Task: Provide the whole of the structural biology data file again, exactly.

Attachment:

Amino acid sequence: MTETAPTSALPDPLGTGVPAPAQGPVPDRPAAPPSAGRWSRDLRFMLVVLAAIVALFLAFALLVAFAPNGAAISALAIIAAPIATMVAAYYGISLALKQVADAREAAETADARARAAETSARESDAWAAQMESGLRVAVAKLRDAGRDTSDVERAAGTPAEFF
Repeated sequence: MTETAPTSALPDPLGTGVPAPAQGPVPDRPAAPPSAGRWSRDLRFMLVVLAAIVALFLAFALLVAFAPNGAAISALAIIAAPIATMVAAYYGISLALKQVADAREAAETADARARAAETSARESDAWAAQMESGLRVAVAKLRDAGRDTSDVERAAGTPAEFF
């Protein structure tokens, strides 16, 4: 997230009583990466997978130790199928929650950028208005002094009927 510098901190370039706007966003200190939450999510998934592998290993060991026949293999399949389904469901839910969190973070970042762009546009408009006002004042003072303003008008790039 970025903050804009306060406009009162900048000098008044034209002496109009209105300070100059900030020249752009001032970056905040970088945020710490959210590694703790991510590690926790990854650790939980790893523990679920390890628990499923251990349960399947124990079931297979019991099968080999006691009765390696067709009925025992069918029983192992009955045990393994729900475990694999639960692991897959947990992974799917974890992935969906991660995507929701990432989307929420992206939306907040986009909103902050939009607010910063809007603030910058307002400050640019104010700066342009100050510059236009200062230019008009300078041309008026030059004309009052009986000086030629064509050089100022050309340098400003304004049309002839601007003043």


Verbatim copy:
Amino acid sequence: MTETAPTSALPDPLGTGVPAPAQGPVPDRPAAPPSAGRWSRDLRFMLVVLAAIVALFLAFALLVAFAPNGAAISALAIIAAPIATMVAAYYGISLALKQVADAREAAETADARARAAETSARESDAWAAQMESGLRVAVAKLRDAGRDTSDVERAAGTPAEFF
Repeated sequence: MTETAPTSALPDPLGTGVPAPAQGPVPDRPAAPPSAGRWSRDLRFMLVVLAAIVALFLAFALLVAFAPNGAAISALAIIAAPIATMVAAYYGISLALKQVADAREAAETADARARAAETSARESDAWAAQMESGLRVAVAKLRDAGRDTSDVERAAGTPAEFF
């Protein structure tokens, strides 16, 4: 997230009583990466997978130790199928929650950028208005002094009927 510098901190370039706007966003200190939450999510998934592998290993060991026949293999399949389904469901839910969190973070970042762009546009408009006002004042003072303003008008790039 970025903050804009306060406009009162900048000098008044034209002496109009209105300070100059900030020249752009001032970056905040970088945020710490959210590694703790991510590690926790990854650790939980790893523990679920390890628990499923251990349960399947124990079931297979019991099968080999006691009765390696067709009925025992069918029983192992009955045990393994729900475990694999639960692991897959947990992974799917974890992935969906991660995507929701990432989307929420992206939306907040986009909103902050939009607010910063809007603030910058307002400050640019104010700066342009100050510059236009200062230019008009300078041309008026030059004309009052009986000086030629064509050089100022050309340098400003304004049309002839601007003043």